Please. Don’t. Use. It. Again!

Here’s a list of blog posts that can help you rewrite your resume using a chronological template:

Employers are looking for real people, they get that there can be gaps in employment (because of childcare, eldercare, health reasons, etc.), and they understand that people may look at making career changes. You don’t need to disguise it.

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Chronological Resume vs. Functional Resume

There are two main types of resume formats that are used by job seekers, chronological and functional.

Functional resumes are often used to hide career gaps or limited experience by focusing on your skills – employment history is secondary. This type of resume often leaves hiring managers with a lot of questions…

What job provided them that skill or experience?

How did they obtain these skills/ competencies they claim they have?

Their employment history doesn’t match with the skills they claim they have, what is their real story?

There’s a lot of fluff and overselling their knowledge, skills, abilities, and achievements but where did they obtain it and how can they prove these achievements?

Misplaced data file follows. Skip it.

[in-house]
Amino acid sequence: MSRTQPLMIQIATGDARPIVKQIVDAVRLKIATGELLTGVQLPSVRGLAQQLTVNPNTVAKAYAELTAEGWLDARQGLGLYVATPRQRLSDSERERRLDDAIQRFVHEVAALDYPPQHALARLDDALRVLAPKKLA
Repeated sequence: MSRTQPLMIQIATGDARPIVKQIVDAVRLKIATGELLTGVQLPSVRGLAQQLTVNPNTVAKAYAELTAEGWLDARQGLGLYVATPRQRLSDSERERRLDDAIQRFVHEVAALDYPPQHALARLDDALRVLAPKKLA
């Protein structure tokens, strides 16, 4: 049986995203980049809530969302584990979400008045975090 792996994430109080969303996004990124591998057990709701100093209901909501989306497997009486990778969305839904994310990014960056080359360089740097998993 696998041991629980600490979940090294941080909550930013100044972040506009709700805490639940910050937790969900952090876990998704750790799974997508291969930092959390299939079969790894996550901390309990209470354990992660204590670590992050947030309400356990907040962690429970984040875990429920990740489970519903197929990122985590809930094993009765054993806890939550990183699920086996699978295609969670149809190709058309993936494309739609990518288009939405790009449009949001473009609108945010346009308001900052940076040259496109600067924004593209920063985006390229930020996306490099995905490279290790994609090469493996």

These questions, plus many more are the types of questions I have gotten from hiring managers when I have put through an applicant who submitted a functional resume. And admittedly so, when I learned hiring managers don’t favor these resumes and usually turn them down, I stopped pushing them through the screening process. Unless an applicant pool was extremely sparse, I didn’t dig in to do the research and talk to the candidate to get their full story. Work days are busy, we want candidates to put their best foot forward, tell us everything we need to hear to make a hiring decision, we don’t want to be left guessing…provide employers, with your employment story in a way that makes sense and you’ll get further in your job search.